Scientific progress is not linear. It is more akin to the up and down of a rollercoaster. Ideas, genes and fields of research suddenly become fashionable just as quickly as they become unfashionable again. They can be discredited and then rediscovered. Brilliant theories are debunked or falsified. Temporary failures can be resurrected and given a second life. All driven by the arrival of new data. These dramatic changes and discoveries are what make science exciting. This is why you wake up at 6am on a Sunday to check the results of your PCR. We all want to discover something new, and we all have widely accepted hypotheses that we would like to prove wrong. There is a contradiction in the heart of all scientists — they must accept the current consensus, while secretly wanting to break it.

It should, therefore, not have come as too much of a surprise to see the recent rehabilitation of ABP1, which has included a new study published last month in Nature15. Using clean mutants and modern approaches such as ultrafast phosphoproteomics, the authors demonstrate that auxin induces phosphorylation of a thousand sites after two minutes, but that this response is almost entirely blocked in both abp1 and tmk1 mutants. These mutants also show a defect during auxin-mediated regeneration of vasculature after wounding. A publication last year showed that gain-of-function ABP1 plants have a broad range of developmental defects16. These results, which indicate plenty of potential downstream events, might be enough to resurrect ABP1’s reputation and to reboot enthusiasm for this auxin-responsive pathway, half a century after its discovery.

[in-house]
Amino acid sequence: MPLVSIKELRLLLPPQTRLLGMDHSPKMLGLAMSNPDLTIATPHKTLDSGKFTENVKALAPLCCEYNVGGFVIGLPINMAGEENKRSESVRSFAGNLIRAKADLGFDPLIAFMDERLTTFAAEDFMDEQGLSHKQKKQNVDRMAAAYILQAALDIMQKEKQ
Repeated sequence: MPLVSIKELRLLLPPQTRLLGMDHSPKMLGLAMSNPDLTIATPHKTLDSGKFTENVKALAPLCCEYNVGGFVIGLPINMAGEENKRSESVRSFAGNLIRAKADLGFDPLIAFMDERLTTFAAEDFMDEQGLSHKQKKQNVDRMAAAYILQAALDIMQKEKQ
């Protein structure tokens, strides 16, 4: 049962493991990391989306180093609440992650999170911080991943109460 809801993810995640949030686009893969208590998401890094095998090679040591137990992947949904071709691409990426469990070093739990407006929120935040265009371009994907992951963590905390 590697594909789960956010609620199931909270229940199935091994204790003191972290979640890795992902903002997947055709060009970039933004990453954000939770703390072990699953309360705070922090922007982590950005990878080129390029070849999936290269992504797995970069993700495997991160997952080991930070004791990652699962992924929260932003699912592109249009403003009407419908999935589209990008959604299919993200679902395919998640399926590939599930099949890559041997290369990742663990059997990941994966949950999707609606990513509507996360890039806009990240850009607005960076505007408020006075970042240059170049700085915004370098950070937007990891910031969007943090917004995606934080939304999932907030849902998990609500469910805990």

The large number of people who worked hard for decades to understand the function of ABP1 did not work in vain. There is knowledge to be extracted from every published article, every data set and even from experiments with negative results. The abp1 mutant episode is a reminder that a causal relationship between a gene and a phenotype must be robustly confirmed, including by genetic rescue. Past results that proved difficult to analyse or to reconcile with existing knowledge now need to be re-examined under the light of recent studies.

Such ups and downs are part of the normal scientific process. There will always be fields, biological processes or genes that attract sudden enthusiasm. Researchers may decide to follow the current trend and study them or, conversely, to consciously avoid them. In the plant signalling field, the recent increase of interest in liquid–liquid phase separation might be an example. We cannot guess if the interest will stay afloat for long or if the bubble will burst soon or never, but the accumulated novel knowledge is already impressive.

These fluctuations in focus on cyclically fashionable topics of research are part of the self-correcting aspect of science. Ideas that are exciting today will be boring tomorrow and vice versa. After decades, stagnant disinterest and rapid advances compensate for each other. Both participate in the slow building of a universal body of scientific knowledge. As long as science is conducted by human beings, subjectivity and trends will exist. Scientific research may be driven by passion, and passion is volatile. The continuing story of ABP1 should teach us to not worry about our sometimes subjective and irrational focus on one problem to the exclusion of others. In the long term, science will always win.